Ludvig Harboe

Ludvig Harboe

Portrait of Ludvig Harboe
Personal details
Born (1709-08-16)16 August 1709
Broager, Denmark
Died 15 June 1783(1783-06-15) (aged 73)
Nationality Danish/Norwegian
Denomination Christian
Occupation Priest

Ludvig Harboe (16 August 1709 15 June 1783) was a Danish theologian and bishop.[1]

Harboe was born at Broager in Sønderborg, Denmark. He was mostly educated in Germany. He attended gymnasium in Hamburg, where he stayed for two years. Then he studied at the universities of Rostock, Wittenberg and Jena returning home to Broager during 1732. In 1738, Harboe was a priest at Garnisonskirken and in 1739 became a priest at Kastelskirken, both churches in Copenhagen. [2][3]

He was sent to Iceland in 1741 to inspect the state of the church there on behalf of the Church of Denmark. He initiated some reforms there and while there (in 1743) was appointed to the post of Bishop of the Diocese of Nidaros. After returning to Copenhagen in 1745, he was consecrated as Bishop and soon left for Trondheim, the seat of his new diocese. He arrived in Trondheim on 1 July 1746 and served there for two more years before leaving the post and returning to Copenhagen.[4]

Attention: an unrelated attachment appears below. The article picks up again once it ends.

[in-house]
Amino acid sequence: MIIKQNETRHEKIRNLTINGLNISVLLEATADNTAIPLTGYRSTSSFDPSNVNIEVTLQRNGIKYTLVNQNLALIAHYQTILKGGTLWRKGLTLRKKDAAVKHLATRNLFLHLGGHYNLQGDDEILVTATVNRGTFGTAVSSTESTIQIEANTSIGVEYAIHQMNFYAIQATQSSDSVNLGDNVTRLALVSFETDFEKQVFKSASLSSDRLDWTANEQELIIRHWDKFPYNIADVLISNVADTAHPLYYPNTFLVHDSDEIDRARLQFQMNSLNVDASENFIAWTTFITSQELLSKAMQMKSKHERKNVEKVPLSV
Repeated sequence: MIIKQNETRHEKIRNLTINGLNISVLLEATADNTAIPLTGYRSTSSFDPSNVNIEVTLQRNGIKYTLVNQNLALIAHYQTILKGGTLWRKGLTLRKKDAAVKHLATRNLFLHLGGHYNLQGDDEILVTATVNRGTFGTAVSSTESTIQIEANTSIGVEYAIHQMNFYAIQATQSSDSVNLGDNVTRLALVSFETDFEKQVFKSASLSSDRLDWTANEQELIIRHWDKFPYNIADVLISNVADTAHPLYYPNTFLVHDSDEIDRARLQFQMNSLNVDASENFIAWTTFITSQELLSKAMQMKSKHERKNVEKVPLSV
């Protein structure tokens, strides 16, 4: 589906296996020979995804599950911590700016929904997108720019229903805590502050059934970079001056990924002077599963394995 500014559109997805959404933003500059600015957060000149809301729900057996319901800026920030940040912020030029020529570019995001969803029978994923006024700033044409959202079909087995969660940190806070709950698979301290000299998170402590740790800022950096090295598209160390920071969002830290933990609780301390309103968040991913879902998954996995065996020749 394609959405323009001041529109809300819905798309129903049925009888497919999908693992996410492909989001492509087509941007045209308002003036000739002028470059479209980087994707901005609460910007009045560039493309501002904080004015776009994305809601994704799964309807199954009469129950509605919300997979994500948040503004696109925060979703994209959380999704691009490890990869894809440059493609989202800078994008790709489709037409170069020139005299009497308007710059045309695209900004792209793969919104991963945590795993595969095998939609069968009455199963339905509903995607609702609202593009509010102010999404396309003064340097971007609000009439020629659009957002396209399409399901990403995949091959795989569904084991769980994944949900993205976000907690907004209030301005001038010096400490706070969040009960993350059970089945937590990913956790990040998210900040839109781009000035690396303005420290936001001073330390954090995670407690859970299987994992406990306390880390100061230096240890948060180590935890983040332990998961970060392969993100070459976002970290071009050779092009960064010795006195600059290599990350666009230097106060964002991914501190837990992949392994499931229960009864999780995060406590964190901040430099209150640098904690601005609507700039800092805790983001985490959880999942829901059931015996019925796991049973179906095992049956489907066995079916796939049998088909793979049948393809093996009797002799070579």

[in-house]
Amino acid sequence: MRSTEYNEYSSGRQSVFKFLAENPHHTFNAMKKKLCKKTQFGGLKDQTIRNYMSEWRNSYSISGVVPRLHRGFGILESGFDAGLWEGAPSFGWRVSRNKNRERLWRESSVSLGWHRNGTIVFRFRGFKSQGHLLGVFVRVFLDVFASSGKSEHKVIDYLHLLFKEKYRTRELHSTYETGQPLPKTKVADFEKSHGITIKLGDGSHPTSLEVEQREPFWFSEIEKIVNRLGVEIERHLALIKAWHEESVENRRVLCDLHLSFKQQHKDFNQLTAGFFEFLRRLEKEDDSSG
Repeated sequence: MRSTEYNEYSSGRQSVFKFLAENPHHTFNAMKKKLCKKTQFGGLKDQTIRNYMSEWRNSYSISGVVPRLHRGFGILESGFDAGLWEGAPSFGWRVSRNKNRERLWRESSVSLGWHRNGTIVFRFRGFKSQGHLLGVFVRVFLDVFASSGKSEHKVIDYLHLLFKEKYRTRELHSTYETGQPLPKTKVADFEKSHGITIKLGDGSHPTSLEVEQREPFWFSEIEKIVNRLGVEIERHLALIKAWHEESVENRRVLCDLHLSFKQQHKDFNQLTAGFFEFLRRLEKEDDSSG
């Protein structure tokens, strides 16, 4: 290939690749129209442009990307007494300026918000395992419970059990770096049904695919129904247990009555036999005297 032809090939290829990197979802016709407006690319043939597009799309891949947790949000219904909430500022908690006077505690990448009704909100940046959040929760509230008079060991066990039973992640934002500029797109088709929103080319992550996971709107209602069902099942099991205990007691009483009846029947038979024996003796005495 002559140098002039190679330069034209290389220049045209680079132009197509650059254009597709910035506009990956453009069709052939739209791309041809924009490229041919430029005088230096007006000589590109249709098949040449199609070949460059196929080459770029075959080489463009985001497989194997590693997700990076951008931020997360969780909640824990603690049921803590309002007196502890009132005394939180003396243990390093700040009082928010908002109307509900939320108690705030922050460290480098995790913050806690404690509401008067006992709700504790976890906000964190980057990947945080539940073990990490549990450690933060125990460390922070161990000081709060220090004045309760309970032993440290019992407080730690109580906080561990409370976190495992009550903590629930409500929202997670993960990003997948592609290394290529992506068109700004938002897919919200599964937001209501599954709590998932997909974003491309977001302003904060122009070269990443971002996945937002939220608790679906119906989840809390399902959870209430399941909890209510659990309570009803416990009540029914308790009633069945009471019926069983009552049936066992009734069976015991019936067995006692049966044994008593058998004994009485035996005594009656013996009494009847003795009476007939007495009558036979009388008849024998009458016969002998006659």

After returning to Copenhagen in 1748, he married Frederikke Louise Hersleb (1720-1780), the daughter of Peder Hersleb, Bishop of the Diocese of Sjælland. He then worked with his new father-in-law in Denmark, and when Hersleb died in 1757, Harboe was appointed to replace him. He served there until his death in 1783.[5]


  1. Store norske leksikon. "Ludvig Harboe" (in Norwegian). Retrieved 2011-08-01.
  2. "Kirkens historie". garnisonskirken. Retrieved August 15, 2016.
  3. "Historie". kastelskirken. Retrieved August 15, 2016.
  4. Jantzen, A. "Dansk biografisk Lexikon / VII. Bind. I. Hansen - Holmsted /" (in Danish). pp. 84–87. Retrieved 2011-08-01.
  5. "Hersleb, Peder". Nordisk familjebok. Retrieved August 15, 2016.
Preceded by
Eiler Hagerup
Bishop of Nidaros
Succeeded by
Frederik Nannestad
Preceded by
Peder Hersleb
Bishop of Sjælland
Succeeded by
Nicolai Edinger Balle
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